Adding Interest to Green Foliage

Country Road In Wethersfield, watercolor 15×22″, ©Bivenne Staiger

One way to sustain a viewer’s attention in a painting is to vary its elements. Green is a dominant color in this landscape and varies from pale to dark and from yellow to blue. I decided to contrast the dark foreground with a very pale, bright middle ground (the yellow field) and a mid-value background (distant trees). The value arrangement of these three spaces can easily be altered to emphasize certain shapes, suggest depth, and to change mood. For instance, I could’ve painted the foreground palest, middle ground darkest and distant trees mid-value, or the same spaces mid-value, palest, and darkest, respectively. These are among six such options using just value.

all images ©Bivenne Staiger

In this painting foreground foliage mass is dominant in size, texture, value, and color, requiring variation. Begin painting green shapes like this with pale value and bright yellow color; these will eventually suggest lit foliage. Twist and gently push a rough-edged sponge loaded with paint to establish the lacy silhouette of leaves. A very gentle application yields more success! Use more pressure and squeeze paint onto the paper in thicker interior foliage shapes. Meanwhile, cover shapes (here, tree trunks) that will later be dark but paint around brightly lit shapes (posts), as seen in the yellow field and blue-green wash representing distant trees.

all images ©Bivenne Staiger

Next, quickly paint the road in a pale warm gray, covering the shaded grassy foreground area edges. Note that shaded, darker foliage at upper right is more blue and interior foliage less lacy and more solid, varying the foliage mass. Also, some foliage appears as large solid polka dots; this was unintentional and caused by too much sponge pressure.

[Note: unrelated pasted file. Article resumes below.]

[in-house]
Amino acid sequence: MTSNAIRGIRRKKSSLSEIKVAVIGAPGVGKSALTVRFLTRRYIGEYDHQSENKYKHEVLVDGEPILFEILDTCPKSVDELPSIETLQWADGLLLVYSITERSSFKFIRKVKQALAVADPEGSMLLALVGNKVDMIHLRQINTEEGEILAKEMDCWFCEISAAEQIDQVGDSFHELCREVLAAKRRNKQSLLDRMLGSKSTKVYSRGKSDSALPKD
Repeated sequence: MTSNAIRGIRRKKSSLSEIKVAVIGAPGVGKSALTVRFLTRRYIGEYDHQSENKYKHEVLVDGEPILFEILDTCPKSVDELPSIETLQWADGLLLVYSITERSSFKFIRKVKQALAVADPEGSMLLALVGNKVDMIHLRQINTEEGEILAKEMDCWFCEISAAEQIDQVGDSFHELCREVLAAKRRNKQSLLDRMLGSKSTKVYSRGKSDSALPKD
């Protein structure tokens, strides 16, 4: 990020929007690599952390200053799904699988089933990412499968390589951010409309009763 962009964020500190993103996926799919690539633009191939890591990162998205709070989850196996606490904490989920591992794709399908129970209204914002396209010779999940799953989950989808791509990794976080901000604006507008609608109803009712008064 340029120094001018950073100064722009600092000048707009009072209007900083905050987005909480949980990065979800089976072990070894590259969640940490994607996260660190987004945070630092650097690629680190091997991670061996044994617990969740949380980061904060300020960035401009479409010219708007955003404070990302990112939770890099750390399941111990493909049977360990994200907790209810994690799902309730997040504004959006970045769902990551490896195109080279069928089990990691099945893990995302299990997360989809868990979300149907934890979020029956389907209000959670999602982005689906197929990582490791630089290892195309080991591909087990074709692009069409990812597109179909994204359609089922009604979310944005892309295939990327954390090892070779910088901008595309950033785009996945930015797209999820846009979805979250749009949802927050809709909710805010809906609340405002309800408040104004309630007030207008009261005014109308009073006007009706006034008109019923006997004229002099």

all images ©Bivenne Staiger

Work quickly so that interior foliage shapes stay wet, allowing contrasting value to bleed in some areas. Keep other spaces within the solid mass open and airy. With just a wet script brush and no or minimal color, pull thin upper branches toward the trunk, adding more pressure as branches become thicker. Let foliage color bleed into them. Paler value in some helps suggest thin twigs.

all images ©Bivenne Staiger

On dry paper, paint the cast shadows crossing the foreground grass and road very quickly and with horizontal strokes. I used Cobalt in a coffee- to cream-consistency. While still wet, drop in unexpected color like purple and Raw Umber in a cream consistency to vary the Cobalt. Pull silhouetted grass shapes from the wet paint with the script brush, as shown.

all images ©Bivenne Staiger

Now add darkest shapes and details and spatter to suggest random leaves. Some foliage will appear more forward in space if you paint dark tree branches and trunks behind paler and mid-value foliage masses, as seen in the trees at right. By contrast, dark foliage at left mostly blends with darkest trunks and branches.

all images ©Bivenne Staiger

Dark value wraps the painting together because foliage varies in texture, value and color and lighting direction is now clarified.

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